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Re:[teacherartexchange] teacherartexchange digest: September 16, 2010

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From: Jean Snow (4nutmeg_at_TeacherArtExchange)
Date: Fri Sep 17 2010 - 11:00:56 PDT


What's the "ABC kinder curriculum"? Jean Snow

On Fri, Sep 17, 2010 at 12:01 AM, TeacherArtExchange Discussion Group
digest <teacherartexchange@lists.pub.getty.edu> wrote:
>
> TEACHERARTEXCHANGE Digest for Thursday, September 16, 2010.
>
> 1. Re: Grade 6 Art
> 2. Re: 6th grade art -drawing
> 3. artsonia- student statements?
> 4. RE: artsonia- student statements?
> 5. Teaching Elementary Kids
>
> ----------------------------------------------------------------------
>
> Subject: Re: Grade 6 Art
> From: Peggy Woolsey <eoolspeg@nbnet.nb.ca>
> Date: Wed, 15 Sep 2010 08:28:49 +0000
> X-Message-Number: 1
>
> Norval Morriseau rocks!
>
> On 15-Sep-10, at 2:20 AM, lesamm@exhibit905.info wrote:
>
> >
> > I have a few suggestions for you to try, if you haven't already. Every
> > class is different of course. This is what I have learned from my
> > grade
> > 6s;
> >
> > - keep the art assignments simple to do in one class, 1 hour, maybe
> > in two
> > classes if you are lucky they will stick too a two class assignment.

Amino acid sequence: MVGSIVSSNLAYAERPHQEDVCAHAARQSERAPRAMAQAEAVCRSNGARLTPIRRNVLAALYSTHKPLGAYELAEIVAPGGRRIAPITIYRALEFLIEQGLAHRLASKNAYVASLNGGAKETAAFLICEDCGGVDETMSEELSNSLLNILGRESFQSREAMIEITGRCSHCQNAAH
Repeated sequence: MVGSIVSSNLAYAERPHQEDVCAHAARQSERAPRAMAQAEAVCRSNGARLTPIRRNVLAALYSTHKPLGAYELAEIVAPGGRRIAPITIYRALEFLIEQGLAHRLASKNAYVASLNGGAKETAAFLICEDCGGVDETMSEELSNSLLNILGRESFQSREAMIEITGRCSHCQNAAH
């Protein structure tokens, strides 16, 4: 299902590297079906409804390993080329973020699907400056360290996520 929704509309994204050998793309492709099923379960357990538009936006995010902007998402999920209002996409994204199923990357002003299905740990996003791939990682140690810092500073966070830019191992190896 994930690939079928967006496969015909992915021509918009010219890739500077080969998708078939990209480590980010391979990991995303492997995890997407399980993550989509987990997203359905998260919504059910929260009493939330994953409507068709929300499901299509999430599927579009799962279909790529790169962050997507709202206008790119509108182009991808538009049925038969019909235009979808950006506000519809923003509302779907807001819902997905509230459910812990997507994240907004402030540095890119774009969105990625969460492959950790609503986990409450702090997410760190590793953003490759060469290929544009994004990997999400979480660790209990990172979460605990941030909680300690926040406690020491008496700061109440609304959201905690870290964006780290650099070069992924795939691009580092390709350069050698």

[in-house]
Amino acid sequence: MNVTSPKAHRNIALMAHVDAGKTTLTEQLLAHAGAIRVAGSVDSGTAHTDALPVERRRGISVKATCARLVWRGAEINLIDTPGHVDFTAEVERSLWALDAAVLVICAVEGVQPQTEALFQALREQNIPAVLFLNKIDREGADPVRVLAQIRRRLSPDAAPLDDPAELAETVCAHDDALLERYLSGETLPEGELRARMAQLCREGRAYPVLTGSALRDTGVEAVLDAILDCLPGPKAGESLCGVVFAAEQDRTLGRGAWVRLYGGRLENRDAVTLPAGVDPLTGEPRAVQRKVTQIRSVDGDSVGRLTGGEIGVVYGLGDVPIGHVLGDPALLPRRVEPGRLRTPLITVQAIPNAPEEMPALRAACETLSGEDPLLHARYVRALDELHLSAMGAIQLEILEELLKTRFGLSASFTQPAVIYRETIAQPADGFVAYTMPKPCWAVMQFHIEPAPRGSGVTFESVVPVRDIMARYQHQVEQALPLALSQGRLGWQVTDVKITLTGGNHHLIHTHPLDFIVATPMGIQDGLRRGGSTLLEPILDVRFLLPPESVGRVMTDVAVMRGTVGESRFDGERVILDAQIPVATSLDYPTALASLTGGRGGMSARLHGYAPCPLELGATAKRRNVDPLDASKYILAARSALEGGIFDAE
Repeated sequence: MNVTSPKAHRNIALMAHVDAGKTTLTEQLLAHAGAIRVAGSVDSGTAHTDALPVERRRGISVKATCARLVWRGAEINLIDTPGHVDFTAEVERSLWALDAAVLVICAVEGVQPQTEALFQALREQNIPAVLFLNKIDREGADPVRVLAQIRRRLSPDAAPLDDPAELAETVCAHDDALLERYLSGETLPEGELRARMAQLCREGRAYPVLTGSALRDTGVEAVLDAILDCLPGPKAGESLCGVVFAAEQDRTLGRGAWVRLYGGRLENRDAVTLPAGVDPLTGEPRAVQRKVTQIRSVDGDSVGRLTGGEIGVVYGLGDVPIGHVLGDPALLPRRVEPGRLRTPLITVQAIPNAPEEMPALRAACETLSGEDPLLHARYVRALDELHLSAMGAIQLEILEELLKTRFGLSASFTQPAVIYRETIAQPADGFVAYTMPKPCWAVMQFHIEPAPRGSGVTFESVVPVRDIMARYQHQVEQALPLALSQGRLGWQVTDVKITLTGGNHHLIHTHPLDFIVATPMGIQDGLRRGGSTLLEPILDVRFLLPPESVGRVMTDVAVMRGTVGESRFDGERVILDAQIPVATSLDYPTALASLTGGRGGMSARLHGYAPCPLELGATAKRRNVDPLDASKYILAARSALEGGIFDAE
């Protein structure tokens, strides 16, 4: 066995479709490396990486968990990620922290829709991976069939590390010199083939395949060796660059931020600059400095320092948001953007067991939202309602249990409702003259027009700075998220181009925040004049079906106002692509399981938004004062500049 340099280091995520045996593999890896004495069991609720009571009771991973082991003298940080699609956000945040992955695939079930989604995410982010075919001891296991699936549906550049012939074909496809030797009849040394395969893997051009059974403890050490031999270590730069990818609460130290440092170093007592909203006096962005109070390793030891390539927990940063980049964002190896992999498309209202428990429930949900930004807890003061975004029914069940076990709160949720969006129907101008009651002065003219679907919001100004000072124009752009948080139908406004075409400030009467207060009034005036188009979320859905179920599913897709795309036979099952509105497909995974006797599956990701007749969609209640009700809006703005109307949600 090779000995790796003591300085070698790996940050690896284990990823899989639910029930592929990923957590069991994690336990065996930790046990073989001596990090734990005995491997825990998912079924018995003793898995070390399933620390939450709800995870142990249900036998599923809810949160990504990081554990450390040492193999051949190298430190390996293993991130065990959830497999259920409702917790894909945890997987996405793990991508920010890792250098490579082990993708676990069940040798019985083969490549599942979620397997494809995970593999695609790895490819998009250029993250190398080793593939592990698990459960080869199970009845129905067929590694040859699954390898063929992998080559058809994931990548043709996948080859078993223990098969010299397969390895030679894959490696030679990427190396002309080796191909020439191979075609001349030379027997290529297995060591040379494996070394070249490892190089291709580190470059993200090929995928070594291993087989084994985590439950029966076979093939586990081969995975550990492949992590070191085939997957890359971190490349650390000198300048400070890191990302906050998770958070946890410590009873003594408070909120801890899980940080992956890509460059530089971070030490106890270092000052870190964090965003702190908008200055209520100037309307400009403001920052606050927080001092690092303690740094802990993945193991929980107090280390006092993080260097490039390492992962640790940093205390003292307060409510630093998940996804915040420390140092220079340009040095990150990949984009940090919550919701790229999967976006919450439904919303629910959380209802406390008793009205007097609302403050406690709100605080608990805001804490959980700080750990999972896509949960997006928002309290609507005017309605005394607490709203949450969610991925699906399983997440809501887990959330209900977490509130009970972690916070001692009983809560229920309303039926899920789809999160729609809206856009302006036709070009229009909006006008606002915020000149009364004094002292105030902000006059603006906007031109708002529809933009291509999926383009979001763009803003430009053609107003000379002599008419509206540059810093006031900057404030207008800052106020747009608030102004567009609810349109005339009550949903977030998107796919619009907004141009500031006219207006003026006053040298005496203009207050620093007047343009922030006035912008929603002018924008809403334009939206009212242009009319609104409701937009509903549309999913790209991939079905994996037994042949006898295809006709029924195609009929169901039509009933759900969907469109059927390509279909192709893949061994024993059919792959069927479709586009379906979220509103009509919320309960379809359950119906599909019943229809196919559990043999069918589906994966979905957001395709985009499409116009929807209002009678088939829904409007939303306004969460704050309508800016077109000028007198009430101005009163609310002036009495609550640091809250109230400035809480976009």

> > - Grade 6s still like to color. Gear drawing and painting
> > assignments to
> > this ability. I have success with this when I limit the color choice
> > to 3.
> > Give color or line or texture choice purpose.
> >
> > For instance, I work with Native kids (100%), I focused colors and
> > content
> > on the first assignments on the medicine wheel and spirit keeper
> > animals,
> > and took it abit further by introducing x-ray drawings/paintings by a
> > First Nation artist, Norval Morriseau. First, I introduced students
> > to the
> > artist, explained and demonstrated x-ray drawings. Then I provided
> > print
> > outs with outlines of the spirit keeper animals to each student.
> > Students
> > then had to do their own thing. They were limited to using the
> > medicine
> > wheel colors, 4 colors. Coloring, drawing, line, solid, gradations,
> > were
> > all up to their imagination.
> >
> > The next assignment was similar but introduced them to Joan Miro and
> > his
> > simple abstractions. Using similar colors, as it happens. Students
> > were
> > asked to make loop-de-loops on paper and trace the line with a
> > heavier or
> > rougher line. Then color in solids using 4 colors. I talked about
> > balancing colors in the composition. Its working. Although this is a